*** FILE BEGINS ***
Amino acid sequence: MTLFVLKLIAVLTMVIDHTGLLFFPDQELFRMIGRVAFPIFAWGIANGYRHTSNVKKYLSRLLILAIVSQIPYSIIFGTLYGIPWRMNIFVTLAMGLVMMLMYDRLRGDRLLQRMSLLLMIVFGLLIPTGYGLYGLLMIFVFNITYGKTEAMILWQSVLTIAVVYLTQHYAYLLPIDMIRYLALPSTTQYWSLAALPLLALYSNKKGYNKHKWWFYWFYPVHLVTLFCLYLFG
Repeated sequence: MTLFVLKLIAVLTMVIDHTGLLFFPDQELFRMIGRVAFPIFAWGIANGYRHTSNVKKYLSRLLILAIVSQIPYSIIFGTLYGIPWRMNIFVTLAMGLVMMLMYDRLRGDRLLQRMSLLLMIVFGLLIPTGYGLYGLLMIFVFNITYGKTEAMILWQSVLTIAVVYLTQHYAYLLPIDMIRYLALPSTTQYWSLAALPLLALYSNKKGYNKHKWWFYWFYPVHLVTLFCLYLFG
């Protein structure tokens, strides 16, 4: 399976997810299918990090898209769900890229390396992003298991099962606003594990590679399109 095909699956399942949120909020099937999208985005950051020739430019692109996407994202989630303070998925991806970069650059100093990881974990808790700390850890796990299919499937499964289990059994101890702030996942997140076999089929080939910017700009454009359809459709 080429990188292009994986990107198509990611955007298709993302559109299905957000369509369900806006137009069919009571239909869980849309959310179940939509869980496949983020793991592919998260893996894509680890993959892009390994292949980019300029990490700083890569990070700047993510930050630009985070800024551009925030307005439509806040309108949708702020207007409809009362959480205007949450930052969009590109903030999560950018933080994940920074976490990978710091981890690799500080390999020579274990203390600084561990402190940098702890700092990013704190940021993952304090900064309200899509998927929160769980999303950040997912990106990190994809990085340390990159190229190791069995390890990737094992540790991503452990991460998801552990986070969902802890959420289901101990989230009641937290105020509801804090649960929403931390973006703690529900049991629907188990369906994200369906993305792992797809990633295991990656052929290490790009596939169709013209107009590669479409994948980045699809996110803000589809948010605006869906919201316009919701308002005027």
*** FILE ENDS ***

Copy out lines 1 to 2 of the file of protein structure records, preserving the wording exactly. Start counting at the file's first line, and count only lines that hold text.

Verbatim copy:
Amino acid sequence: MTLFVLKLIAVLTMVIDHTGLLFFPDQELFRMIGRVAFPIFAWGIANGYRHTSNVKKYLSRLLILAIVSQIPYSIIFGTLYGIPWRMNIFVTLAMGLVMMLMYDRLRGDRLLQRMSLLLMIVFGLLIPTGYGLYGLLMIFVFNITYGKTEAMILWQSVLTIAVVYLTQHYAYLLPIDMIRYLALPSTTQYWSLAALPLLALYSNKKGYNKHKWWFYWFYPVHLVTLFCLYLFG
Repeated sequence: MTLFVLKLIAVLTMVIDHTGLLFFPDQELFRMIGRVAFPIFAWGIANGYRHTSNVKKYLSRLLILAIVSQIPYSIIFGTLYGIPWRMNIFVTLAMGLVMMLMYDRLRGDRLLQRMSLLLMIVFGLLIPTGYGLYGLLMIFVFNITYGKTEAMILWQSVLTIAVVYLTQHYAYLLPIDMIRYLALPSTTQYWSLAALPLLALYSNKKGYNKHKWWFYWFYPVHLVTLFCLYLFG